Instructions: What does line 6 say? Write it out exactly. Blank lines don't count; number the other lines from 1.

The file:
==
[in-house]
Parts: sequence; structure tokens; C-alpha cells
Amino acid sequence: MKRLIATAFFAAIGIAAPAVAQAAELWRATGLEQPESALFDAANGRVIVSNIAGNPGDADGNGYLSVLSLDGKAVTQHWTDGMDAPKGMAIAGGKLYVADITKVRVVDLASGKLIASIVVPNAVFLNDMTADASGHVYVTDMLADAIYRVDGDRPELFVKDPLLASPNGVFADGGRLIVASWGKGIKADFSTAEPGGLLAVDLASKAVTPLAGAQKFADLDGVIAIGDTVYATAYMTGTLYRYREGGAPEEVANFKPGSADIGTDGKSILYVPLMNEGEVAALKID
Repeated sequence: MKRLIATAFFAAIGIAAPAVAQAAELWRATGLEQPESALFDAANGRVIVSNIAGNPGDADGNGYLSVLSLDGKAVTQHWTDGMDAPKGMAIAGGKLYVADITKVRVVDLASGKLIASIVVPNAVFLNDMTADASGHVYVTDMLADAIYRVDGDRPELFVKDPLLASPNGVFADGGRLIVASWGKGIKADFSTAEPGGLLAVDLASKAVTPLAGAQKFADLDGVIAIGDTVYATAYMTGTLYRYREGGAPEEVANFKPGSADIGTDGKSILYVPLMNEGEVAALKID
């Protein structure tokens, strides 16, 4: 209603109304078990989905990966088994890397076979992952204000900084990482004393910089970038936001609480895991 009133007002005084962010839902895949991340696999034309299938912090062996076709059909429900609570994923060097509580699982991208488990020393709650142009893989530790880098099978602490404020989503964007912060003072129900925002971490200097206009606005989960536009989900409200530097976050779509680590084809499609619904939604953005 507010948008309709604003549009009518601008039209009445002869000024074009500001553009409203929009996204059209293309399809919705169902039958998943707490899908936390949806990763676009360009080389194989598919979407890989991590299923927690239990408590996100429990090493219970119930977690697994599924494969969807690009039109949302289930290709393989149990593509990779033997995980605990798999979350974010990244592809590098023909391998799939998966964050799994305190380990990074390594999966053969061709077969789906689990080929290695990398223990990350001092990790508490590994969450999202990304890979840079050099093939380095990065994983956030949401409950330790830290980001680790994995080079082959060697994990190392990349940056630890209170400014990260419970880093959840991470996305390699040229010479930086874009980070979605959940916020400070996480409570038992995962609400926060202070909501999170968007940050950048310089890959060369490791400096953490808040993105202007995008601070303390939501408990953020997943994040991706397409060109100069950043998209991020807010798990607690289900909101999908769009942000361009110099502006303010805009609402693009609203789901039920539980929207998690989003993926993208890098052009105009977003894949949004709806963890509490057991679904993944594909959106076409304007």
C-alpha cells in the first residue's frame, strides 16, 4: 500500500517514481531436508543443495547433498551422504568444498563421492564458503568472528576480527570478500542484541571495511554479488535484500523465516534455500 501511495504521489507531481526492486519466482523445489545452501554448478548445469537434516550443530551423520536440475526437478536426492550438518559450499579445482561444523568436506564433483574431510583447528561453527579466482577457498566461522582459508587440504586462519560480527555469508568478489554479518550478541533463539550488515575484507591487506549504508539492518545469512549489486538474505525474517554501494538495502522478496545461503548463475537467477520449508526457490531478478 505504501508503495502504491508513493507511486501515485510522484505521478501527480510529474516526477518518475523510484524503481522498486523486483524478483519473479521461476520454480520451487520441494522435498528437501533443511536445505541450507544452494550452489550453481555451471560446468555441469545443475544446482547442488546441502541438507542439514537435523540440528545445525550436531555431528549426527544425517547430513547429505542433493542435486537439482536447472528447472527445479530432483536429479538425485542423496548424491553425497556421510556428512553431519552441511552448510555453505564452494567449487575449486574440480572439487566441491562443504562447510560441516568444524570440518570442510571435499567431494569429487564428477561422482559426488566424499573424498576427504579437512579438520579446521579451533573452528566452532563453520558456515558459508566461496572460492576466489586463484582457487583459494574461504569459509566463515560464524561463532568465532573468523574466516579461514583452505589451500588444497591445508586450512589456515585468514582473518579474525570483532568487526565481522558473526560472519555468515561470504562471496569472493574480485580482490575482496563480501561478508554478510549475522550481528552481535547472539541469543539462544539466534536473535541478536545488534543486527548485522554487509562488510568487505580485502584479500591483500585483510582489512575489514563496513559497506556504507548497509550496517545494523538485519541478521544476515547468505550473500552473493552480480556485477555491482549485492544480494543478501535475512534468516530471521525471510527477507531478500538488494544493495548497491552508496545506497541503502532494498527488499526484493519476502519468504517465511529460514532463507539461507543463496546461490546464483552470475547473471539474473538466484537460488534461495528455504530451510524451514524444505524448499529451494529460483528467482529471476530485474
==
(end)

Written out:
C-alpha cells in the first residue's frame, strides 16, 4: 500500500517514481531436508543443495547433498551422504568444498563421492564458503568472528576480527570478500542484541571495511554479488535484500523465516534455500 501511495504521489507531481526492486519466482523445489545452501554448478548445469537434516550443530551423520536440475526437478536426492550438518559450499579445482561444523568436506564433483574431510583447528561453527579466482577457498566461522582459508587440504586462519560480527555469508568478489554479518550478541533463539550488515575484507591487506549504508539492518545469512549489486538474505525474517554501494538495502522478496545461503548463475537467477520449508526457490531478478 505504501508503495502504491508513493507511486501515485510522484505521478501527480510529474516526477518518475523510484524503481522498486523486483524478483519473479521461476520454480520451487520441494522435498528437501533443511536445505541450507544452494550452489550453481555451471560446468555441469545443475544446482547442488546441502541438507542439514537435523540440528545445525550436531555431528549426527544425517547430513547429505542433493542435486537439482536447472528447472527445479530432483536429479538425485542423496548424491553425497556421510556428512553431519552441511552448510555453505564452494567449487575449486574440480572439487566441491562443504562447510560441516568444524570440518570442510571435499567431494569429487564428477561422482559426488566424499573424498576427504579437512579438520579446521579451533573452528566452532563453520558456515558459508566461496572460492576466489586463484582457487583459494574461504569459509566463515560464524561463532568465532573468523574466516579461514583452505589451500588444497591445508586450512589456515585468514582473518579474525570483532568487526565481522558473526560472519555468515561470504562471496569472493574480485580482490575482496563480501561478508554478510549475522550481528552481535547472539541469543539462544539466534536473535541478536545488534543486527548485522554487509562488510568487505580485502584479500591483500585483510582489512575489514563496513559497506556504507548497509550496517545494523538485519541478521544476515547468505550473500552473493552480480556485477555491482549485492544480494543478501535475512534468516530471521525471510527477507531478500538488494544493495548497491552508496545506497541503502532494498527488499526484493519476502519468504517465511529460514532463507539461507543463496546461490546464483552470475547473471539474473538466484537460488534461495528455504530451510524451514524444505524448499529451494529460483528467482529471476530485474